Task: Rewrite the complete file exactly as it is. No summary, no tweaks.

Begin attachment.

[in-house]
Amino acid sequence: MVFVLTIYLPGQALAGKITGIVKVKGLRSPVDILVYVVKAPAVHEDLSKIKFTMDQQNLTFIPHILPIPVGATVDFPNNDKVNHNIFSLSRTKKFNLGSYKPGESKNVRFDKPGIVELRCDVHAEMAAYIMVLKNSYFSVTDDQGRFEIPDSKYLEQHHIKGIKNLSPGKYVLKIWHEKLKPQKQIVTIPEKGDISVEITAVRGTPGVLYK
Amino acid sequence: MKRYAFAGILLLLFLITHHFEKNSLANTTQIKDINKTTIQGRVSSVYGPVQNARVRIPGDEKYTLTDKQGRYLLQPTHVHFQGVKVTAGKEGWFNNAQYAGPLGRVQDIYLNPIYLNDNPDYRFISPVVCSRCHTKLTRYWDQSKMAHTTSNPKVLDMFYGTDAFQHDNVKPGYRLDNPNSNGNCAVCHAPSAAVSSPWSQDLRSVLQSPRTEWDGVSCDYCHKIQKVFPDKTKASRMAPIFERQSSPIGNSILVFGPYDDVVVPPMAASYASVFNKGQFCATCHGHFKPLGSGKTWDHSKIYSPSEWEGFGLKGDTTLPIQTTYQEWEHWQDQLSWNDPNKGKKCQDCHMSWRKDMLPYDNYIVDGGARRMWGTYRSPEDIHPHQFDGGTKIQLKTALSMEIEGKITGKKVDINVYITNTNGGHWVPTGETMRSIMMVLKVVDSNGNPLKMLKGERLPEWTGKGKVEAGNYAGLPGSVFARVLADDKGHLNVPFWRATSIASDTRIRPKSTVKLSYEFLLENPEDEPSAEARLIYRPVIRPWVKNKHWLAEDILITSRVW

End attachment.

[in-house]
Amino acid sequence: MVFVLTIYLPGQALAGKITGIVKVKGLRSPVDILVYVVKAPAVHEDLSKIKFTMDQQNLTFIPHILPIPVGATVDFPNNDKVNHNIFSLSRTKKFNLGSYKPGESKNVRFDKPGIVELRCDVHAEMAAYIMVLKNSYFSVTDDQGRFEIPDSKYLEQHHIKGIKNLSPGKYVLKIWHEKLKPQKQIVTIPEKGDISVEITAVRGTPGVLYK
Amino acid sequence: MKRYAFAGILLLLFLITHHFEKNSLANTTQIKDINKTTIQGRVSSVYGPVQNARVRIPGDEKYTLTDKQGRYLLQPTHVHFQGVKVTAGKEGWFNNAQYAGPLGRVQDIYLNPIYLNDNPDYRFISPVVCSRCHTKLTRYWDQSKMAHTTSNPKVLDMFYGTDAFQHDNVKPGYRLDNPNSNGNCAVCHAPSAAVSSPWSQDLRSVLQSPRTEWDGVSCDYCHKIQKVFPDKTKASRMAPIFERQSSPIGNSILVFGPYDDVVVPPMAASYASVFNKGQFCATCHGHFKPLGSGKTWDHSKIYSPSEWEGFGLKGDTTLPIQTTYQEWEHWQDQLSWNDPNKGKKCQDCHMSWRKDMLPYDNYIVDGGARRMWGTYRSPEDIHPHQFDGGTKIQLKTALSMEIEGKITGKKVDINVYITNTNGGHWVPTGETMRSIMMVLKVVDSNGNPLKMLKGERLPEWTGKGKVEAGNYAGLPGSVFARVLADDKGHLNVPFWRATSIASDTRIRPKSTVKLSYEFLLENPEDEPSAEARLIYRPVIRPWVKNKHWLAEDILITSRVW